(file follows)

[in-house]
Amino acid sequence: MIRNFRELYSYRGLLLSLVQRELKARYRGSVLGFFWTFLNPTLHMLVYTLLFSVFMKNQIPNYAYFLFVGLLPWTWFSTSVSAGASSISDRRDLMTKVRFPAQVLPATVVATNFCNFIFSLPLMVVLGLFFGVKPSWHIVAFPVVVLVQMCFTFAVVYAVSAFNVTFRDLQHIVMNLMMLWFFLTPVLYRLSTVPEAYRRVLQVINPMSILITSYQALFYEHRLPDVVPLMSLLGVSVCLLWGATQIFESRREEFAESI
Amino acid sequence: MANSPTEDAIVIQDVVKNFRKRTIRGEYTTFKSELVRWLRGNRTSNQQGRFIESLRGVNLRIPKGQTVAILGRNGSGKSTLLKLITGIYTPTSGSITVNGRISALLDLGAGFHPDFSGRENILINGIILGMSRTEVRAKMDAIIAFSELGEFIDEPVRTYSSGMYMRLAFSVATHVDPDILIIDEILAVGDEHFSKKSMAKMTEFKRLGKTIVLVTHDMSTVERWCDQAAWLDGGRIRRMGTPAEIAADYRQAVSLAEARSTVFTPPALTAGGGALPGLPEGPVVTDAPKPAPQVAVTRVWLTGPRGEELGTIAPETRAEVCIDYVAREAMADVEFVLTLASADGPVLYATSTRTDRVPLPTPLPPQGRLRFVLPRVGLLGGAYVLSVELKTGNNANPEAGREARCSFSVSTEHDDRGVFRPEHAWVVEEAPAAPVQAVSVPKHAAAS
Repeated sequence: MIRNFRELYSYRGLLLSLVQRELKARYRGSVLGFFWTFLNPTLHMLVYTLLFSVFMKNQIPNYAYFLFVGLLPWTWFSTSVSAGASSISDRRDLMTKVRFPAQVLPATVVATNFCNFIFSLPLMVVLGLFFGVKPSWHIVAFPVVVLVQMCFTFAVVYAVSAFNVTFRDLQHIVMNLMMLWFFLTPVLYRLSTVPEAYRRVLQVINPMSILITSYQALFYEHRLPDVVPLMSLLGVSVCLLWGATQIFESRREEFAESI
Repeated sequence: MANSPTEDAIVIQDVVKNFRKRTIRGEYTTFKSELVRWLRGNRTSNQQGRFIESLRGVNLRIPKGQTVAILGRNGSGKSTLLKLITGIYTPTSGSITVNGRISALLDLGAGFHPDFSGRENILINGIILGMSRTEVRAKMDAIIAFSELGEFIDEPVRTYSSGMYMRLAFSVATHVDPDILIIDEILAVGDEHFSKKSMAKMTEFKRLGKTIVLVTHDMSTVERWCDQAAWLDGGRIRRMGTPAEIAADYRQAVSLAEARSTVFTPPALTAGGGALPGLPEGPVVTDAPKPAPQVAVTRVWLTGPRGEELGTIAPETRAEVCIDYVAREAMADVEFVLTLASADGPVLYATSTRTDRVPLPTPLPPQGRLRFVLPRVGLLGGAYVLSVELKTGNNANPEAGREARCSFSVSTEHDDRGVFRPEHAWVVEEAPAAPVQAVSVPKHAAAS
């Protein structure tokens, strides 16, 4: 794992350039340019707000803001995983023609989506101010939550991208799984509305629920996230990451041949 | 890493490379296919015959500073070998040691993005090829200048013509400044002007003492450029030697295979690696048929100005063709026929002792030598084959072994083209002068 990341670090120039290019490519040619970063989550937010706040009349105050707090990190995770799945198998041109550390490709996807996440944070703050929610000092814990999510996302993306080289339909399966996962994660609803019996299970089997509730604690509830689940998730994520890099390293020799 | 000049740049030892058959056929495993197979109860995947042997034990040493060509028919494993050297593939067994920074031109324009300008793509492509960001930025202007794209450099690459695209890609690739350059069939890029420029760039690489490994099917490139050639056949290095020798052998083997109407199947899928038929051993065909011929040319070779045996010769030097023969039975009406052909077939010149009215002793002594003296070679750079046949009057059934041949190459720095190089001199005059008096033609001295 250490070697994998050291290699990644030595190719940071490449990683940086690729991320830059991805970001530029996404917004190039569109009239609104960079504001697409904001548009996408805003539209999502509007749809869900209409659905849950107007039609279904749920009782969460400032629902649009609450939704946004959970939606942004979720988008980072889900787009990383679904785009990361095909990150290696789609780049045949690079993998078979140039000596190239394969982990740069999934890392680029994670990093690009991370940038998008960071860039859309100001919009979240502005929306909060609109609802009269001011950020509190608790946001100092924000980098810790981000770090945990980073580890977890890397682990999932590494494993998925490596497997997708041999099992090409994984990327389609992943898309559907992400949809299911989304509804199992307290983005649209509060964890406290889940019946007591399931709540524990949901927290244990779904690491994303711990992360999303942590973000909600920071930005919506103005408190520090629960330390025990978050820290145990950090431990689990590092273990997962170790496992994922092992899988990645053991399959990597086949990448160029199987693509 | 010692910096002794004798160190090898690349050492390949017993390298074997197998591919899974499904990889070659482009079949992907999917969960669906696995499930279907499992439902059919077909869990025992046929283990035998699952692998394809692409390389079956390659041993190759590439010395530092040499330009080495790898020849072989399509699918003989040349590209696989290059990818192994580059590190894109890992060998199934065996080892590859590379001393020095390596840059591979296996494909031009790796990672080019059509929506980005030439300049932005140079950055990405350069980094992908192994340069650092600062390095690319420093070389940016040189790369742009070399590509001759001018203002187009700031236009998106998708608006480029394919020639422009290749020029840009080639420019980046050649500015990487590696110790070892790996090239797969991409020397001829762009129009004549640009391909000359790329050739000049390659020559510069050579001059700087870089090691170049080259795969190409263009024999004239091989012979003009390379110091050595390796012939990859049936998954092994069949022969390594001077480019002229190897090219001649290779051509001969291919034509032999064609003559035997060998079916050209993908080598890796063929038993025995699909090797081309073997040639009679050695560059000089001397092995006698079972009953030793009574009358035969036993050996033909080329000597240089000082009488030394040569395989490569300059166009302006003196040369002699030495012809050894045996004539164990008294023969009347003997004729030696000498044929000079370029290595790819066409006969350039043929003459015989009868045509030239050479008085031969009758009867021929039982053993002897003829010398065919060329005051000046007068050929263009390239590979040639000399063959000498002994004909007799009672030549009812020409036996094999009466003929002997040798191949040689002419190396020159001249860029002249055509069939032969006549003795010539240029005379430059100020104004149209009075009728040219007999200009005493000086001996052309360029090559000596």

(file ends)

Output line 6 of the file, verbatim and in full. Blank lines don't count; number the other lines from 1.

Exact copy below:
């Protein structure tokens, strides 16, 4: 794992350039340019707000803001995983023609989506101010939550991208799984509305629920996230990451041949 | 890493490379296919015959500073070998040691993005090829200048013509400044002007003492450029030697295979690696048929100005063709026929002792030598084959072994083209002068 990341670090120039290019490519040619970063989550937010706040009349105050707090990190995770799945198998041109550390490709996807996440944070703050929610000092814990999510996302993306080289339909399966996962994660609803019996299970089997509730604690509830689940998730994520890099390293020799 | 000049740049030892058959056929495993197979109860995947042997034990040493060509028919494993050297593939067994920074031109324009300008793509492509960001930025202007794209450099690459695209890609690739350059069939890029420029760039690489490994099917490139050639056949290095020798052998083997109407199947899928038929051993065909011929040319070779045996010769030097023969039975009406052909077939010149009215002793002594003296070679750079046949009057059934041949190459720095190089001199005059008096033609001295 250490070697994998050291290699990644030595190719940071490449990683940086690729991320830059991805970001530029996404917004190039569109009239609104960079504001697409904001548009996408805003539209999502509007749809869900209409659905849950107007039609279904749920009782969460400032629902649009609450939704946004959970939606942004979720988008980072889900787009990383679904785009990361095909990150290696789609780049045949690079993998078979140039000596190239394969982990740069999934890392680029994670990093690009991370940038998008960071860039859309100001919009979240502005929306909060609109609802009269001011950020509190608790946001100092924000980098810790981000770090945990980073580890977890890397682990999932590494494993998925490596497997997708041999099992090409994984990327389609992943898309559907992400949809299911989304509804199992307290983005649209509060964890406290889940019946007591399931709540524990949901927290244990779904690491994303711990992360999303942590973000909600920071930005919506103005408190520090629960330390025990978050820290145990950090431990689990590092273990997962170790496992994922092992899988990645053991399959990597086949990448160029199987693509 | 010692910096002794004798160190090898690349050492390949017993390298074997197998591919899974499904990889070659482009079949992907999917969960669906696995499930279907499992439902059919077909869990025992046929283990035998699952692998394809692409390389079956390659041993190759590439010395530092040499330009080495790898020849072989399509699918003989040349590209696989290059990818192994580059590190894109890992060998199934065996080892590859590379001393020095390596840059591979296996494909031009790796990672080019059509929506980005030439300049932005140079950055990405350069980094992908192994340069650092600062390095690319420093070389940016040189790369742009070399590509001759001018203002187009700031236009998106998708608006480029394919020639422009290749020029840009080639420019980046050649500015990487590696110790070892790996090239797969991409020397001829762009129009004549640009391909000359790329050739000049390659020559510069050579001059700087870089090691170049080259795969190409263009024999004239091989012979003009390379110091050595390796012939990859049936998954092994069949022969390594001077480019002229190897090219001649290779051509001969291919034509032999064609003559035997060998079916050209993908080598890796063929038993025995699909090797081309073997040639009679050695560059000089001397092995006698079972009953030793009574009358035969036993050996033909080329000597240089000082009488030394040569395989490569300059166009302006003196040369002699030495012809050894045996004539164990008294023969009347003997004729030696000498044929000079370029290595790819066409006969350039043929003459015989009868045509030239050479008085031969009758009867021929039982053993002897003829010398065919060329005051000046007068050929263009390239590979040639000399063959000498002994004909007799009672030549009812020409036996094999009466003929002997040798191949040689002419190396020159001249860029002249055509069939032969006549003795010539240029005379430059100020104004149209009075009728040219007999200009005493000086001996052309360029090559000596």